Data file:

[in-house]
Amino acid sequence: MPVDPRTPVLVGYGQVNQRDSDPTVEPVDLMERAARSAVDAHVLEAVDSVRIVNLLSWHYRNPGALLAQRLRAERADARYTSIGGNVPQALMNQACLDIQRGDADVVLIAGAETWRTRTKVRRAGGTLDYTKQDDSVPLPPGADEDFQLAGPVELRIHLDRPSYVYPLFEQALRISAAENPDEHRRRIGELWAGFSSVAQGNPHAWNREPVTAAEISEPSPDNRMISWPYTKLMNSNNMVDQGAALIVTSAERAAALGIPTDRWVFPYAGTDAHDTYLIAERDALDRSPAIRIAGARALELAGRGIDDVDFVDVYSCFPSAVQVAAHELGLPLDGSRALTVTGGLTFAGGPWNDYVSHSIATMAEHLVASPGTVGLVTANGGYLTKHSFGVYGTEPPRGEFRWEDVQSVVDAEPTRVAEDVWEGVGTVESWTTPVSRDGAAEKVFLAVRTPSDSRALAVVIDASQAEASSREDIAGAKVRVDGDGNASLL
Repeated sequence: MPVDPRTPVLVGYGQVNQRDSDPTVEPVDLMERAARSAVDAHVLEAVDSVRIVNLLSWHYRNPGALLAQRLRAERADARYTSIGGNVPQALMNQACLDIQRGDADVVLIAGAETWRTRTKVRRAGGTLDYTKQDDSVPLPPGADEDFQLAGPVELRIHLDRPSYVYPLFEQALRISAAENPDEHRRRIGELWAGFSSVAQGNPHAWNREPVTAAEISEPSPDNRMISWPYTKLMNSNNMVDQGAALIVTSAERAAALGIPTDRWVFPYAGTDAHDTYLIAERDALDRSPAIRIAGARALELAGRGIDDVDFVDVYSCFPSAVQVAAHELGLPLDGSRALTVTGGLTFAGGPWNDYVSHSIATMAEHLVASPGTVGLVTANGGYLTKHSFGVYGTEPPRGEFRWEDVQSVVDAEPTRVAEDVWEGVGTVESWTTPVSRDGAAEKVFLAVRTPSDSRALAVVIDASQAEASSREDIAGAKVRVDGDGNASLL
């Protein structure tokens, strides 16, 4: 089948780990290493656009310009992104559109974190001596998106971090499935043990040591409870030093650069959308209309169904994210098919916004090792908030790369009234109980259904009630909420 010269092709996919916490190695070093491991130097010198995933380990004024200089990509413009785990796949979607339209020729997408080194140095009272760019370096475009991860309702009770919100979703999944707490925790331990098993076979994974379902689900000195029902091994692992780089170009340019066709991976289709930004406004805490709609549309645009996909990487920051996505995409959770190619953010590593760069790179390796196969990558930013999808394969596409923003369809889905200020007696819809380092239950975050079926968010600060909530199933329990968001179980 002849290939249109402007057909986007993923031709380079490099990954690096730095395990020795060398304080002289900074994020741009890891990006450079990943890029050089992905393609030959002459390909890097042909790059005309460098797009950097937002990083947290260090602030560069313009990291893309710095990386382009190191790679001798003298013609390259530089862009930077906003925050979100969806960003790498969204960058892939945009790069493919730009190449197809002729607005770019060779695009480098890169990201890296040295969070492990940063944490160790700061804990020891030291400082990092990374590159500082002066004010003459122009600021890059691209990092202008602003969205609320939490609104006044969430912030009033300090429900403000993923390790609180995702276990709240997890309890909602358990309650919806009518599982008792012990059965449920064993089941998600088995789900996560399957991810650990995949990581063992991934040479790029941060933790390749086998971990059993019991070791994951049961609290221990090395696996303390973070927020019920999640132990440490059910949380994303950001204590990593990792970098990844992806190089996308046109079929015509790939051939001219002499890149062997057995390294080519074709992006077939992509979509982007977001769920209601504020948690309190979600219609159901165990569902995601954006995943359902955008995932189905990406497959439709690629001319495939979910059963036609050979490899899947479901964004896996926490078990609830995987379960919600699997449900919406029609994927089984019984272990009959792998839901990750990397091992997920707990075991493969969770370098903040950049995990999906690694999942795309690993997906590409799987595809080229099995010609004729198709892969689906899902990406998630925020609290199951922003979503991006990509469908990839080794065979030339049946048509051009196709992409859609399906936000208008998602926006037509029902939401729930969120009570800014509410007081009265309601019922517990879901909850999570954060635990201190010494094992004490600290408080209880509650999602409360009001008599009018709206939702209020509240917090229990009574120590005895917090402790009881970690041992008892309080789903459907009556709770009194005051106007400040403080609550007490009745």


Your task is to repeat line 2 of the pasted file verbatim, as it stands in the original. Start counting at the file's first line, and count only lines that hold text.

Amino acid sequence: MPVDPRTPVLVGYGQVNQRDSDPTVEPVDLMERAARSAVDAHVLEAVDSVRIVNLLSWHYRNPGALLAQRLRAERADARYTSIGGNVPQALMNQACLDIQRGDADVVLIAGAETWRTRTKVRRAGGTLDYTKQDDSVPLPPGADEDFQLAGPVELRIHLDRPSYVYPLFEQALRISAAENPDEHRRRIGELWAGFSSVAQGNPHAWNREPVTAAEISEPSPDNRMISWPYTKLMNSNNMVDQGAALIVTSAERAAALGIPTDRWVFPYAGTDAHDTYLIAERDALDRSPAIRIAGARALELAGRGIDDVDFVDVYSCFPSAVQVAAHELGLPLDGSRALTVTGGLTFAGGPWNDYVSHSIATMAEHLVASPGTVGLVTANGGYLTKHSFGVYGTEPPRGEFRWEDVQSVVDAEPTRVAEDVWEGVGTVESWTTPVSRDGAAEKVFLAVRTPSDSRALAVVIDASQAEASSREDIAGAKVRVDGDGNASLL